South Africa, the first African country to push for a compelling genocide accusation case against Israeli Prime Minister Benjamin Netanyahu. As the developments at the Gaza Strip show, it has taken on the genocide case triggered by a disproportionate military response or the high number of Palestinian casualties. It has thus become the first, in the world’s rating, to file a lawsuit against Israel for allegedly violating the Convention on the Prevention and Punishment of the Crime of Genocide (Genocide Convention) at the UN International Court of Justice in The Hague, Netherlands. But the ICJ hearing took place in January, the verdict would later be delivered. The court’s rulings are binding; however, the authority has no mechanism to enforce them.
South Africa has demanded precautionary measures be taken to protect Palestinians from further, grave and irreparable violations of their rights and to ensure Israel’s compliance with its obligations under the convention. Backed by more than 30 countries around the world, President Cyril Ramaphosa has allegedly accused Israel of genocide against the Palestinian people in Gaza. Netanyahu brushed aside South Africa’s accusations that Israel was committing reckless genocide in the Gaza Strip, calling them out for hypocrisy and saying that his country would continue “fighting terrorists and lies” until the bitter end.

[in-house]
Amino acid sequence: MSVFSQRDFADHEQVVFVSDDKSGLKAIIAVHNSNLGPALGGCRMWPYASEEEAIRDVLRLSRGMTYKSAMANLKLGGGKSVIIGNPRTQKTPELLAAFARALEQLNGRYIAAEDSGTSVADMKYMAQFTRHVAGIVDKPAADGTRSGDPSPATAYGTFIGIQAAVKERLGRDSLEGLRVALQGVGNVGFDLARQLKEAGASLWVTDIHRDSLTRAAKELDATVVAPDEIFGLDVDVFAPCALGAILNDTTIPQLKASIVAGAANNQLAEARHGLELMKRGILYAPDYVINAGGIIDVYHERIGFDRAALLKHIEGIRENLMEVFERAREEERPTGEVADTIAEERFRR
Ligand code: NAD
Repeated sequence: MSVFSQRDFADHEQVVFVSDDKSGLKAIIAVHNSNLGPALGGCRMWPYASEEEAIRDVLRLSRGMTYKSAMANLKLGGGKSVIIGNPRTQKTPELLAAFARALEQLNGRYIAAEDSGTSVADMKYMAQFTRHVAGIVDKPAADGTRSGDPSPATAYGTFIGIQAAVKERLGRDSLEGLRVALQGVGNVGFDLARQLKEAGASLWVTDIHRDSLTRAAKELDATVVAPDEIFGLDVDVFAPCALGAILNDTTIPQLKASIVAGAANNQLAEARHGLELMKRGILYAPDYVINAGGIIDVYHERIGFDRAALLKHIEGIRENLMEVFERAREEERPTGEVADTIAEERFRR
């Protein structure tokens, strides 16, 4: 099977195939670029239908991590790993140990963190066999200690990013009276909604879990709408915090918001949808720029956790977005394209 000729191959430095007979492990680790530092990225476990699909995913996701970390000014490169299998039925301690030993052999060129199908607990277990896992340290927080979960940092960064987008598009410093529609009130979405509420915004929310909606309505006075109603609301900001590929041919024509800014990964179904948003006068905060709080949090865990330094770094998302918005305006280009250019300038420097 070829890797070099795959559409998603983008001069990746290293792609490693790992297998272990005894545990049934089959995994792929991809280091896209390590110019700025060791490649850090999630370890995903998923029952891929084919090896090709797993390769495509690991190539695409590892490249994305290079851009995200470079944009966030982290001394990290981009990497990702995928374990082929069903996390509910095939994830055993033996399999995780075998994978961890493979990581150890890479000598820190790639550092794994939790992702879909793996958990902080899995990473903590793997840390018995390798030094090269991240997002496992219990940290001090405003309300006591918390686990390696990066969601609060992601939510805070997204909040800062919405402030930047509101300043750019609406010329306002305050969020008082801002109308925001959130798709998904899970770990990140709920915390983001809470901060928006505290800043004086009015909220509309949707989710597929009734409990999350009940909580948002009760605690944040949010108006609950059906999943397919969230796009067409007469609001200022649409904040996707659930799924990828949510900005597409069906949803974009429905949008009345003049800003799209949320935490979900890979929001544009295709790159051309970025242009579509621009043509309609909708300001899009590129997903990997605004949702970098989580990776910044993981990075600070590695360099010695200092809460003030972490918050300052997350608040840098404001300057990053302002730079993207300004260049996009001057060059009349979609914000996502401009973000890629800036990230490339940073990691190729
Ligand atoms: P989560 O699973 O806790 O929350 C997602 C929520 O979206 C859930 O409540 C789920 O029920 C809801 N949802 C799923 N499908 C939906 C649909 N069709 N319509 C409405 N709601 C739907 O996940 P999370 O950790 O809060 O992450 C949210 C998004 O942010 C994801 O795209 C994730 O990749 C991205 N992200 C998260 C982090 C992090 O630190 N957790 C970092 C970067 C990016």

The International Court of Justice, situated in the Peace Palace, held its hearings into South Africa’s genocide allegations against Israel for two days, January 11-12. Established in 1945, ICJ is the only international court that settles disputes between the 193 UN Member States. This means that it makes an important contribution to global peace and security, providing a way for countries to resolve issues without resorting to conflict. According to description on its website, the Court is composed of 15 judges, all of whom are elected to nine-year terms of office by the UN General Assembly and Security Council.